WINTHROP UNIVERSITY course Syllabus
Department of Chemistry, Physics, & Geology

Semester:
Summer A-2014                Course: PHYS 102 (001): Everyday Physics Laboratory
Credit hours:
1                                   Co-requisite: PHYS 101       Lab Schedule
Meeting Days/Time: MTWRF 1-3:50PM, Sims 205.         

Professor: Ponn Maheswaranathan
Office: Sims 213B, Phone: (803) 323- 4940
E-mail:
mahesp@winthrop.edu
Office Hours: Before class or after class, or by appointment. 

Textbook:

The Physics of Everyday Phenomena, 8th Edition, Griffith, McGraw Hill publishing.
Lab handouts will be provided. 

Course Description: PHYS 102 is an introductory physics laboratory course primarily intended for non-science majors. PHYS 101, Everyday physics is a co or pre-requisite for this course. PHYS 101-102 can be used to meet the laboratory science requirement for non-science majors. Introductory physics experiments in mechanics, sound, heat, properties of matter, electricity, magnetism, and optics will be performed in the laboratory. In the lab you may work with a lab-partner but need to submit your own report. Final exam will be administered individually. Lab reports are due at the end of the lab period.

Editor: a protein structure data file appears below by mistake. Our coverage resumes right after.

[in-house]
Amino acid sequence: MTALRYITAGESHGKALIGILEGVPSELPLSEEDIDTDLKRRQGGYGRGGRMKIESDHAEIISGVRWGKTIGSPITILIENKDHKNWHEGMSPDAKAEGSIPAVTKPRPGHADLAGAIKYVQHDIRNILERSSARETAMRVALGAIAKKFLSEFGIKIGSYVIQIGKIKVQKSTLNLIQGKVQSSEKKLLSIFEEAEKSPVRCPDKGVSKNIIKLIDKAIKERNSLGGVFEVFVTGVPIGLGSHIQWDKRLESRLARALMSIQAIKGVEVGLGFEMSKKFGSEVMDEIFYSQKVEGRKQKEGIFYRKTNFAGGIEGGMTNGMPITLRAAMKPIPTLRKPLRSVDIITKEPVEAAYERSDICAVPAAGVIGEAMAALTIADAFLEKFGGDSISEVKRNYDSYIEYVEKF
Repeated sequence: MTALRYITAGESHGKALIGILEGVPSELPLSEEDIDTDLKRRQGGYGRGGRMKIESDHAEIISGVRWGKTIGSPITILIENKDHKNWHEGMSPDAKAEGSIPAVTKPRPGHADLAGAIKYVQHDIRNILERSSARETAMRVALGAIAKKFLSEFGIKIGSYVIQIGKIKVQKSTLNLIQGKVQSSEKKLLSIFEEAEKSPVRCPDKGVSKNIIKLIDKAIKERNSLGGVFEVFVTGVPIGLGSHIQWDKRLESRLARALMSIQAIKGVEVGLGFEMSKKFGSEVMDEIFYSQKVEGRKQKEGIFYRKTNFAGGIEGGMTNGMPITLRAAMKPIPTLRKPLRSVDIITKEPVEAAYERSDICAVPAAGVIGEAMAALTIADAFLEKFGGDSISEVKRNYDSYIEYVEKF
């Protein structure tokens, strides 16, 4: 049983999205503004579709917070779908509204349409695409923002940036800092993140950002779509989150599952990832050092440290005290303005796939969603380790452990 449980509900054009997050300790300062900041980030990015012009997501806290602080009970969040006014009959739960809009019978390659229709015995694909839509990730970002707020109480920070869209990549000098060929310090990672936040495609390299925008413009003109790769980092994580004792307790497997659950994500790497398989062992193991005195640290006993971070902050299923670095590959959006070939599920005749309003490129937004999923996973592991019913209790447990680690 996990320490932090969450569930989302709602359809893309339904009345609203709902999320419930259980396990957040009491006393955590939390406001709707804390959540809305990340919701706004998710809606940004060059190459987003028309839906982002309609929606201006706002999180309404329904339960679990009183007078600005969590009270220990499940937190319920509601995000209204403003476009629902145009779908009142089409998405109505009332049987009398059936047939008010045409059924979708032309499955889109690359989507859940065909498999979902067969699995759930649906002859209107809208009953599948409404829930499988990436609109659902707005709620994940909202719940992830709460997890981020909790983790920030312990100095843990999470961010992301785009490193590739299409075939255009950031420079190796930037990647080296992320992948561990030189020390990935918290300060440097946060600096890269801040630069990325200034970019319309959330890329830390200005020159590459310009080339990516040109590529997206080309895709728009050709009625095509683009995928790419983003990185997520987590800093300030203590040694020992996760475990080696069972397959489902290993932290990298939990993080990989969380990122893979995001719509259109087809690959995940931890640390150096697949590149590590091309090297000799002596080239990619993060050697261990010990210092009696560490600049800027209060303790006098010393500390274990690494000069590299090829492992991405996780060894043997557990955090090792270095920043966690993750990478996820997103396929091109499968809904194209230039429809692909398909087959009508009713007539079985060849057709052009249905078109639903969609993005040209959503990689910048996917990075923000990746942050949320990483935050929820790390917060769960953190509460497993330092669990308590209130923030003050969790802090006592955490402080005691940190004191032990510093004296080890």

Course Objectives:

University-Level Competency:

The Everyday Physics Laboratory course introduces students to the role of scientific reasoning in desigining and conducting  introductory physics experiments (e.g., measuring the acceleration due to gravity, investigating the energy of a cart as it moves down a track, identifying meatls by measuring their specific heats, and measuring the focal length of a lens). They will apply the scientific methodologies of inquiry during their investigations to predict outcomes and write well-reasoned conclusions. They will also be introduced to the history of scientific discovery and learn that the theories in physics evolve into laws after repeated independent experiments and evaluations. In addition they will see how the scientific advances made in a laboratory transforms into usefull technological devices (e.g., motion sensors are used to detect the presence and speed of a moving object).   

General Education Requirements:
PHYS 102
fulfill one hour of general education requirement for natural sciences. Its co or pre-requisite course PHYS 101 fulfills 3 hours of general education requirement for natural sciences. Listed below are the seven fundamental student learning outcomes for natural science courses as well as examples of how they will be fulfilled in PHYS 102.

Upon completing this course, students will be:
1. C
onversant with the following introductory physics concepts:    mechanics, sound, heat, properties of matter, electricity, magnetism, and optics. This competancy will be assessed using the final exam.   
2. Able to apply the scientific methodologies of inquiry. (e.g., experiments and investigations in the Everyday Physics Laboratory). This competancy will be assessed using the lab reports.   
3. Able to discuss the strengths and limitations of science. (e.g., experimental error and analysis in the Everyday Physics Laboratory). This competancy will be assessed using the lab reports.